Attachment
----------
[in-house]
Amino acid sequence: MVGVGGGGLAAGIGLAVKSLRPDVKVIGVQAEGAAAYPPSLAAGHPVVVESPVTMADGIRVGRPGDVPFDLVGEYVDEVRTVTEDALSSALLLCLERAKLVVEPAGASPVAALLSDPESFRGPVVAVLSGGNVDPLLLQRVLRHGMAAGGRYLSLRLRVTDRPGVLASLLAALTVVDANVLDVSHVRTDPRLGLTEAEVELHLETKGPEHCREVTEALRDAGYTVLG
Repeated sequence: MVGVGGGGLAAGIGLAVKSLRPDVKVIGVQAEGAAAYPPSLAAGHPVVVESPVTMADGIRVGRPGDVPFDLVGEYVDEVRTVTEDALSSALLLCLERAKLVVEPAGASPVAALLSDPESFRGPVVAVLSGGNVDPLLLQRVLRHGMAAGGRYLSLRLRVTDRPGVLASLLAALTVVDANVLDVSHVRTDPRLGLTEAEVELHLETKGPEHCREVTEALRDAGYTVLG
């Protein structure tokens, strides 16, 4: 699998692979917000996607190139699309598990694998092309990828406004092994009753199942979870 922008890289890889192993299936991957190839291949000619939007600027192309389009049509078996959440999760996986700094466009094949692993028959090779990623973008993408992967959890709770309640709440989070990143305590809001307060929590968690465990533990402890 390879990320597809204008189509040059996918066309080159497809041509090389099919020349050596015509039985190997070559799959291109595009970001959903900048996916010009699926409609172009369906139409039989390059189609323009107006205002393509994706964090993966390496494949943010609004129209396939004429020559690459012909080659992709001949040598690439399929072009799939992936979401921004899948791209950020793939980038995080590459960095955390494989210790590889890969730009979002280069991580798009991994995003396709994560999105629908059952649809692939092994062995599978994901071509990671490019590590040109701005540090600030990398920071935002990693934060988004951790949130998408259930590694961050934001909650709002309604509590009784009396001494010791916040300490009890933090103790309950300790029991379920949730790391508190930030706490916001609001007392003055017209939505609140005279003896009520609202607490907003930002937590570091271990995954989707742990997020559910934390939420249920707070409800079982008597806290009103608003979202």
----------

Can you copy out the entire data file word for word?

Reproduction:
[in-house]
Amino acid sequence: MVGVGGGGLAAGIGLAVKSLRPDVKVIGVQAEGAAAYPPSLAAGHPVVVESPVTMADGIRVGRPGDVPFDLVGEYVDEVRTVTEDALSSALLLCLERAKLVVEPAGASPVAALLSDPESFRGPVVAVLSGGNVDPLLLQRVLRHGMAAGGRYLSLRLRVTDRPGVLASLLAALTVVDANVLDVSHVRTDPRLGLTEAEVELHLETKGPEHCREVTEALRDAGYTVLG
Repeated sequence: MVGVGGGGLAAGIGLAVKSLRPDVKVIGVQAEGAAAYPPSLAAGHPVVVESPVTMADGIRVGRPGDVPFDLVGEYVDEVRTVTEDALSSALLLCLERAKLVVEPAGASPVAALLSDPESFRGPVVAVLSGGNVDPLLLQRVLRHGMAAGGRYLSLRLRVTDRPGVLASLLAALTVVDANVLDVSHVRTDPRLGLTEAEVELHLETKGPEHCREVTEALRDAGYTVLG
């Protein structure tokens, strides 16, 4: 699998692979917000996607190139699309598990694998092309990828406004092994009753199942979870 922008890289890889192993299936991957190839291949000619939007600027192309389009049509078996959440999760996986700094466009094949692993028959090779990623973008993408992967959890709770309640709440989070990143305590809001307060929590968690465990533990402890 390879990320597809204008189509040059996918066309080159497809041509090389099919020349050596015509039985190997070559799959291109595009970001959903900048996916010009699926409609172009369906139409039989390059189609323009107006205002393509994706964090993966390496494949943010609004129209396939004429020559690459012909080659992709001949040598690439399929072009799939992936979401921004899948791209950020793939980038995080590459960095955390494989210790590889890969730009979002280069991580798009991994995003396709994560999105629908059952649809692939092994062995599978994901071509990671490019590590040109701005540090600030990398920071935002990693934060988004951790949130998408259930590694961050934001909650709002309604509590009784009396001494010791916040300490009890933090103790309950300790029991379920949730790391508190930030706490916001609001007392003055017209939505609140005279003896009520609202607490907003930002937590570091271990995954989707742990997020559910934390939420249920707070409800079982008597806290009103608003979202």